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Week in Review: WI recall watch on full blast

By   /   May 4, 2012  /   No Comments

By Wisconsin Reporter

MADISON — As the calendar nudges closer to Tuesday’s recall primary elections, the national media hones its attention on the Badger State for what’s being called the second most important U.S. election of the year.

 

New Jersey Gov. Chris Christie joined Gov. Scott Walker to stump in Wisconsin earlier this week.

“America is going to find out the answer to what is more powerful: The people or the money (and) special interests from Washington, D.C.? Wisconsin will answer that question,” Christie said at a campaign stop in Oak Creek.

Campaign fundraising reports

 

Plenty of money is going around for what’s being called the most expensive election in Wisconsin history. Walker pulled in $13.1 million in first quarter fundraising, bringing his total since January 2011 to more than $25 million.

His top opponents, former Dane County Executive Kathleen Falk and Milwaukee Mayor Tom Barrett, raked in just under $1 million and $831,508, respectively. Barrett’s fundraising totals his first 25 days in the race, while Falk has campaigned since the mid-January reporting date.

As for fundraising in the other recall races, those involving four state senators and Lt. Gov. Rebecca Kleefisch:

Candidates hit the trail

Barrett was joined on the campaign trail by the retiring U.S. Sen. Herb Kohl earlier in the week for his “Restore Wisconsin Values Tour.”

Falk kicked off a 36-county “Grassroots Express” tour of the state Monday.

Marquette Law School in Milwaukee released updates to its state political poll showing Barrett with a decisive lead over Falk heading into the final week of campaigning before the primary election, which will be held Tuesday.

Falk earned endorsements from the state’s top labor unions, but the poll indicates Barrett has been more palatable to Wisconsin voters thus far. According to the poll, however, 16 percent of respondents said they haven’t yet made up their minds for the Democratic primary.

Meanwhile, some are criticizing Wisconsin’s use of electronic voting machines as the historic recalls, scheduled for June 5, near.

GAB : Recalls to cost $16M

 

The Government Accountability Board, the state’s election watchdog, says the upcoming recall elections will cost the state $16 million — $8 million for the primary and another $8 million for the June 5 general recall election.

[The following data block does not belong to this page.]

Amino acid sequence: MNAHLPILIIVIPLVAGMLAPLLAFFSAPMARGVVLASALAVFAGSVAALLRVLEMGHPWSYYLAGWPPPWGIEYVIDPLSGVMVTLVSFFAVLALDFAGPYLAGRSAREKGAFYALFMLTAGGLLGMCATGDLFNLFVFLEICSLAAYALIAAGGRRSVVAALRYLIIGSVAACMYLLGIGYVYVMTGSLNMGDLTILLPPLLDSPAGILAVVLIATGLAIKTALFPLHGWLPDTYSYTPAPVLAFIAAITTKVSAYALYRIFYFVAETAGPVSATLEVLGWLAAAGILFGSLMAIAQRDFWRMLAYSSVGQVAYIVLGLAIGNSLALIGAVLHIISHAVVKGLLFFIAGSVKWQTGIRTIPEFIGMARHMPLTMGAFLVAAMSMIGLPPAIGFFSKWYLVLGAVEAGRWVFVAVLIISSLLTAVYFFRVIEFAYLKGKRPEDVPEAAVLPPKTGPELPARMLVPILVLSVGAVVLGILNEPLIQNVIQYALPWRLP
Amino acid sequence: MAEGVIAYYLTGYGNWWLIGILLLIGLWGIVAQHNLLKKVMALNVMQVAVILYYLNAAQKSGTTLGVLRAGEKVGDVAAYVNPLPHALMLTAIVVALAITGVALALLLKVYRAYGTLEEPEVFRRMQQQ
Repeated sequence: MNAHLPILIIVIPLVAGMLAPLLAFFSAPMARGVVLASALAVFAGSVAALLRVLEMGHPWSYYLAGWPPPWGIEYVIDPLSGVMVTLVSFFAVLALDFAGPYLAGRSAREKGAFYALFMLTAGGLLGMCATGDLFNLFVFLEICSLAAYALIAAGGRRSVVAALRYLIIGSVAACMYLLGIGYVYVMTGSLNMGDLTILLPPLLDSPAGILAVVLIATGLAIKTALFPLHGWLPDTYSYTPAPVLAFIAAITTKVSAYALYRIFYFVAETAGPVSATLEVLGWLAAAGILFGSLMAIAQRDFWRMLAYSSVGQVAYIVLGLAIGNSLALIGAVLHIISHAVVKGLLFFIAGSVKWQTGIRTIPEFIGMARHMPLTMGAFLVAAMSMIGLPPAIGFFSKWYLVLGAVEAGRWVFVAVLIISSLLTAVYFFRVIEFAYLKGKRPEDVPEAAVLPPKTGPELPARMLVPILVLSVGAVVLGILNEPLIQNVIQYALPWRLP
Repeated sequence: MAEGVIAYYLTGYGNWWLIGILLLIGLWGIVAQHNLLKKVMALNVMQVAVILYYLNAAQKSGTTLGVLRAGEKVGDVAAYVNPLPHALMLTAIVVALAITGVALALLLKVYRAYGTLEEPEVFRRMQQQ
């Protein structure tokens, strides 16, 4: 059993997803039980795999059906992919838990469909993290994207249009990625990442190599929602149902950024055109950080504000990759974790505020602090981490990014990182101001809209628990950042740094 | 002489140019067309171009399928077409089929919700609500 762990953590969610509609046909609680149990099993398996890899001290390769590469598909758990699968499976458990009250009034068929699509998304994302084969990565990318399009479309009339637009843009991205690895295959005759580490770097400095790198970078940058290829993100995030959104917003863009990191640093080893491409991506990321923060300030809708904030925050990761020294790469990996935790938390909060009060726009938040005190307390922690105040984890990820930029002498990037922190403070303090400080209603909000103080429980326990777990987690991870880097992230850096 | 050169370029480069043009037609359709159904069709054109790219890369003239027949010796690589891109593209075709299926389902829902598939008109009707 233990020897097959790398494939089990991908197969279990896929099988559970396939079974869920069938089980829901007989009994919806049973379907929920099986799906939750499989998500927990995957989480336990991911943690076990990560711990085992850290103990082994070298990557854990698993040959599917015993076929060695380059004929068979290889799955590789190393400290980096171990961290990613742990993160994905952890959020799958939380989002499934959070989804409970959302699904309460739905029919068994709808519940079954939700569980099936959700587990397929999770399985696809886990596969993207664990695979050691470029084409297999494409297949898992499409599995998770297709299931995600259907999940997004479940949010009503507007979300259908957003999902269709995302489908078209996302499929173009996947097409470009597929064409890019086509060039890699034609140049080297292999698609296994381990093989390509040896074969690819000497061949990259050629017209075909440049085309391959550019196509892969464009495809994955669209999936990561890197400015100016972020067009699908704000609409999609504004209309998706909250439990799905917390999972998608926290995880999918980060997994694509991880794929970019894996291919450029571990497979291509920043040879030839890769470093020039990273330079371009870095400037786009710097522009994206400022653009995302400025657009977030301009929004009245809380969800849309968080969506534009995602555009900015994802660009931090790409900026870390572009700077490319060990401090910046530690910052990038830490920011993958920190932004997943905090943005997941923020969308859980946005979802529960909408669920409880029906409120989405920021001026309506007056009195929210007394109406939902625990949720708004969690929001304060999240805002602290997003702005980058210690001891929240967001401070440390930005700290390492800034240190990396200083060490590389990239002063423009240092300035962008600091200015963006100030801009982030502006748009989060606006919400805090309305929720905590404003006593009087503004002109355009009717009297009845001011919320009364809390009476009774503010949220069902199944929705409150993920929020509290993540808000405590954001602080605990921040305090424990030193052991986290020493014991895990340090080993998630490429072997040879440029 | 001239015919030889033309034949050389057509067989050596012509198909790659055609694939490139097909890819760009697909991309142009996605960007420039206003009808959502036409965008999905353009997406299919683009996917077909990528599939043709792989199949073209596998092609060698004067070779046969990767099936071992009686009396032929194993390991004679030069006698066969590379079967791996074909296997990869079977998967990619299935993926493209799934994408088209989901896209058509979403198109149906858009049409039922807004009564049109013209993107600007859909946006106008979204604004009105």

GAB predicts that between 30 percent and 35 percent of the voting-age population, about 1.3 million to 1.5 million people, will vote in Tuesday’s recall primary.
“Wisconsin has never had a statewide recall primary, which makes predicting turnout difficult,” said Kevin Kennedy, GAB’s director and general counsel. “We typically look at history for guidance in predicting turnout. In the last few decades, turnout for September partisan primaries has ranged from 9 percent to 25 percent, but we believe turnout will be higher in this primary because of the strong public interest in the recall elections.”
Businesses increasingly like Wisconsin
Chief Executive magazine survey released this week shows that CEOs nationwide are liking Wisconsin more and more.
According to the survey, Wisconsin’s business ranking among the 50 states has climbed to 20th, up from 24th last year and 41st in 2010.
The Chief Executive ranking is based on a nationwide survey conducted earlier this year in which more than 650 CEOs graded states on their overall business climates, as well as various specific business climate factors, including taxation and regulation, workforce quality and living environment.
Walker touted the report this week as evidence of the effectiveness of his controversial reforms, including tax breaks for businesses.
The employment numbers thus far, however, have not turned in the governor’s favor.
A recent report from the U.S. Bureau of Labor Statistics indicated that Wisconsin lost 23,900 between March 2011 and March 2012, the only state in the country to post a statistically significant job loss during that period.
Republicans quickly pointed out that Milwaukee, under Barrett’s mayoral leadership, lost 4,400 jobs in March, 100 more than the state as a whole.

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